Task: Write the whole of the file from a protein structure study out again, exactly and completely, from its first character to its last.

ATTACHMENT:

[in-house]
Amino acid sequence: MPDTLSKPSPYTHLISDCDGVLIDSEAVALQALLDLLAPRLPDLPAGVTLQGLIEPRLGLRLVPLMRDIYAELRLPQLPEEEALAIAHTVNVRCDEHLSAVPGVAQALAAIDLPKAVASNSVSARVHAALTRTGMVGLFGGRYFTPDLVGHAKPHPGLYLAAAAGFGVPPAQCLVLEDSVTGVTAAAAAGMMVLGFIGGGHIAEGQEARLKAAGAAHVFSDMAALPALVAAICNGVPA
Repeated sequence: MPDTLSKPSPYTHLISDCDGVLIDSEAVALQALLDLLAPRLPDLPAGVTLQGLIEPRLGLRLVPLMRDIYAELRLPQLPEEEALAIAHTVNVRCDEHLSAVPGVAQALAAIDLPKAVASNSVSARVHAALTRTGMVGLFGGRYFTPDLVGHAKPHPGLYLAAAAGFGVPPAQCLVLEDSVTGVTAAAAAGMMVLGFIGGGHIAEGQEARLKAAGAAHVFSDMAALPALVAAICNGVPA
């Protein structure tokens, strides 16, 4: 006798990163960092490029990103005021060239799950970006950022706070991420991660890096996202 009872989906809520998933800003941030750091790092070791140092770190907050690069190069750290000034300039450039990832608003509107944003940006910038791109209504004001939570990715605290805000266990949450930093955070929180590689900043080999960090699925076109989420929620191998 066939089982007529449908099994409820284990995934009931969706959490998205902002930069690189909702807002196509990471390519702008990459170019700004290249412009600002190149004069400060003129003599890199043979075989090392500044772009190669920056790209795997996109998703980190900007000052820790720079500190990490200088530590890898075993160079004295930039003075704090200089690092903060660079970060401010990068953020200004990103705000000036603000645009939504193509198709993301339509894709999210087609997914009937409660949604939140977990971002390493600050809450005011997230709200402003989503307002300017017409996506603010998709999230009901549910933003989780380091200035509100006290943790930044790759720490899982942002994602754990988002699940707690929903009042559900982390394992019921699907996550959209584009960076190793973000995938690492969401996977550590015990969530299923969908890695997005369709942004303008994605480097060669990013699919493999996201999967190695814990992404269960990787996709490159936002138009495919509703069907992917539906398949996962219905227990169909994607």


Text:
[in-house]
Amino acid sequence: MPDTLSKPSPYTHLISDCDGVLIDSEAVALQALLDLLAPRLPDLPAGVTLQGLIEPRLGLRLVPLMRDIYAELRLPQLPEEEALAIAHTVNVRCDEHLSAVPGVAQALAAIDLPKAVASNSVSARVHAALTRTGMVGLFGGRYFTPDLVGHAKPHPGLYLAAAAGFGVPPAQCLVLEDSVTGVTAAAAAGMMVLGFIGGGHIAEGQEARLKAAGAAHVFSDMAALPALVAAICNGVPA
Repeated sequence: MPDTLSKPSPYTHLISDCDGVLIDSEAVALQALLDLLAPRLPDLPAGVTLQGLIEPRLGLRLVPLMRDIYAELRLPQLPEEEALAIAHTVNVRCDEHLSAVPGVAQALAAIDLPKAVASNSVSARVHAALTRTGMVGLFGGRYFTPDLVGHAKPHPGLYLAAAAGFGVPPAQCLVLEDSVTGVTAAAAAGMMVLGFIGGGHIAEGQEARLKAAGAAHVFSDMAALPALVAAICNGVPA
């Protein structure tokens, strides 16, 4: 006798990163960092490029990103005021060239799950970006950022706070991420991660890096996202 009872989906809520998933800003941030750091790092070791140092770190907050690069190069750290000034300039450039990832608003509107944003940006910038791109209504004001939570990715605290805000266990949450930093955070929180590689900043080999960090699925076109989420929620191998 066939089982007529449908099994409820284990995934009931969706959490998205902002930069690189909702807002196509990471390519702008990459170019700004290249412009600002190149004069400060003129003599890199043979075989090392500044772009190669920056790209795997996109998703980190900007000052820790720079500190990490200088530590890898075993160079004295930039003075704090200089690092903060660079970060401010990068953020200004990103705000000036603000645009939504193509198709993301339509894709999210087609997914009937409660949604939140977990971002390493600050809450005011997230709200402003989503307002300017017409996506603010998709999230009901549910933003989780380091200035509100006290943790930044790759720490899982942002994602754990988002699940707690929903009042559900982390394992019921699907996550959209584009960076190793973000995938690492969401996977550590015990969530299923969908890695997005369709942004303008994605480097060669990013699919493999996201999967190695814990992404269960990787996709490159936002138009495919509703069907992917539906398949996962219905227990169909994607």